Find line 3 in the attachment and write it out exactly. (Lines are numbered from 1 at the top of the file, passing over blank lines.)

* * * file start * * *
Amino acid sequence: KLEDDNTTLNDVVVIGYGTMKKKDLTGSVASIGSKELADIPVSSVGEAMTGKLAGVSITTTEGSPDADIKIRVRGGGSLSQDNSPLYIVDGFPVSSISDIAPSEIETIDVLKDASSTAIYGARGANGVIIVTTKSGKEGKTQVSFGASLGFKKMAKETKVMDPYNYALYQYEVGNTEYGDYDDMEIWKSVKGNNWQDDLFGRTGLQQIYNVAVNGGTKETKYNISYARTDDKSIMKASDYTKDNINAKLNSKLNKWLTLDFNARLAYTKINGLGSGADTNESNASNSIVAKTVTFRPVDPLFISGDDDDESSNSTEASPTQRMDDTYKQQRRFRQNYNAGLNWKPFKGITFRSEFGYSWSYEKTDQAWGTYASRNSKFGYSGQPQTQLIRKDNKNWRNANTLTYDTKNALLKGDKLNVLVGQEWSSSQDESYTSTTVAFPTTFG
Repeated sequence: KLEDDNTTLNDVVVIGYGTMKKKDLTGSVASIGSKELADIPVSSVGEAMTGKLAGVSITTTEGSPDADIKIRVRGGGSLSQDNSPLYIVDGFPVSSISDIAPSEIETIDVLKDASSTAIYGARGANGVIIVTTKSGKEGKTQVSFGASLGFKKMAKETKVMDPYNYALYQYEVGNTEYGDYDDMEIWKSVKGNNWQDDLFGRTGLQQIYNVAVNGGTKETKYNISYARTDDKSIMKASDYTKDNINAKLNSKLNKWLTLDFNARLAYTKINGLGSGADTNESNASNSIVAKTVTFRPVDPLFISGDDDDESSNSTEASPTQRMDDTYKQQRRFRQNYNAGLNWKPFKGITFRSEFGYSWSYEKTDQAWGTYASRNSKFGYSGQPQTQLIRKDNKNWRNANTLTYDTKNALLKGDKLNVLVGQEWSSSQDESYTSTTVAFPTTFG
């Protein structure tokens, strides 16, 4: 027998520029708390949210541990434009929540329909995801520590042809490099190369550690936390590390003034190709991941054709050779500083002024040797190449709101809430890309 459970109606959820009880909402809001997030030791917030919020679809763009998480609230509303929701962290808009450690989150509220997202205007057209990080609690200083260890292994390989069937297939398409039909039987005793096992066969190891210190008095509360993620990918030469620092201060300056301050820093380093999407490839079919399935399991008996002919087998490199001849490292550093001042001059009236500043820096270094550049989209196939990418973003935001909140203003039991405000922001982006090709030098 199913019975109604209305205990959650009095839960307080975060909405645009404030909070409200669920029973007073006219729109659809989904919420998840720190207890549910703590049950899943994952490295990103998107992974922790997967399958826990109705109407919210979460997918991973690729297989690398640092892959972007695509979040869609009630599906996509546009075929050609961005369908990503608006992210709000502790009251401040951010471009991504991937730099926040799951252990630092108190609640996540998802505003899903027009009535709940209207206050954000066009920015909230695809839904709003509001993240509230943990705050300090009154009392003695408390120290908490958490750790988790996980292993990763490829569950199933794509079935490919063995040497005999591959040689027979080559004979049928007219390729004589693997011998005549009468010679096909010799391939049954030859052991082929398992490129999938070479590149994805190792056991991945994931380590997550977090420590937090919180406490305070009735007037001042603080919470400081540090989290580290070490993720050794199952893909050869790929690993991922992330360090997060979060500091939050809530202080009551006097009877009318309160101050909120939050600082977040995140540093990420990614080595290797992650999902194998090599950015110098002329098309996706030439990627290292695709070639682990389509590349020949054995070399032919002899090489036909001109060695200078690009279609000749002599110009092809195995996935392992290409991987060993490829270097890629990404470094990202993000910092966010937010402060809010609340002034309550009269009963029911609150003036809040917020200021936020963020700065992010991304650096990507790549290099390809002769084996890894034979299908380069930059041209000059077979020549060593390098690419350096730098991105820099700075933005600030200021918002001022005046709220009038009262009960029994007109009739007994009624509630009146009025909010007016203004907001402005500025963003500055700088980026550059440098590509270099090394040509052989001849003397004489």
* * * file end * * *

């Protein structure tokens, strides 16, 4: 027998520029708390949210541990434009929540329909995801520590042809490099190369550690936390590390003034190709991941054709050779500083002024040797190449709101809430890309 459970109606959820009880909402809001997030030791917030919020679809763009998480609230509303929701962290808009450690989150509220997202205007057209990080609690200083260890292994390989069937297939398409039909039987005793096992066969190891210190008095509360993620990918030469620092201060300056301050820093380093999407490839079919399935399991008996002919087998490199001849490292550093001042001059009236500043820096270094550049989209196939990418973003935001909140203003039991405000922001982006090709030098 199913019975109604209305205990959650009095839960307080975060909405645009404030909070409200669920029973007073006219729109659809989904919420998840720190207890549910703590049950899943994952490295990103998107992974922790997967399958826990109705109407919210979460997918991973690729297989690398640092892959972007695509979040869609009630599906996509546009075929050609961005369908990503608006992210709000502790009251401040951010471009991504991937730099926040799951252990630092108190609640996540998802505003899903027009009535709940209207206050954000066009920015909230695809839904709003509001993240509230943990705050300090009154009392003695408390120290908490958490750790988790996980292993990763490829569950199933794509079935490919063995040497005999591959040689027979080559004979049928007219390729004589693997011998005549009468010679096909010799391939049954030859052991082929398992490129999938070479590149994805190792056991991945994931380590997550977090420590937090919180406490305070009735007037001042603080919470400081540090989290580290070490993720050794199952893909050869790929690993991922992330360090997060979060500091939050809530202080009551006097009877009318309160101050909120939050600082977040995140540093990420990614080595290797992650999902194998090599950015110098002329098309996706030439990627290292695709070639682990389509590349020949054995070399032919002899090489036909001109060695200078690009279609000749002599110009092809195995996935392992290409991987060993490829270097890629990404470094990202993000910092966010937010402060809010609340002034309550009269009963029911609150003036809040917020200021936020963020700065992010991304650096990507790549290099390809002769084996890894034979299908380069930059041209000059077979020549060593390098690419350096730098991105820099700075933005600030200021918002001022005046709220009038009262009960029994007109009739007994009624509630009146009025909010007016203004907001402005500025963003500055700088980026550059440098590509270099090394040509052989001849003397004489």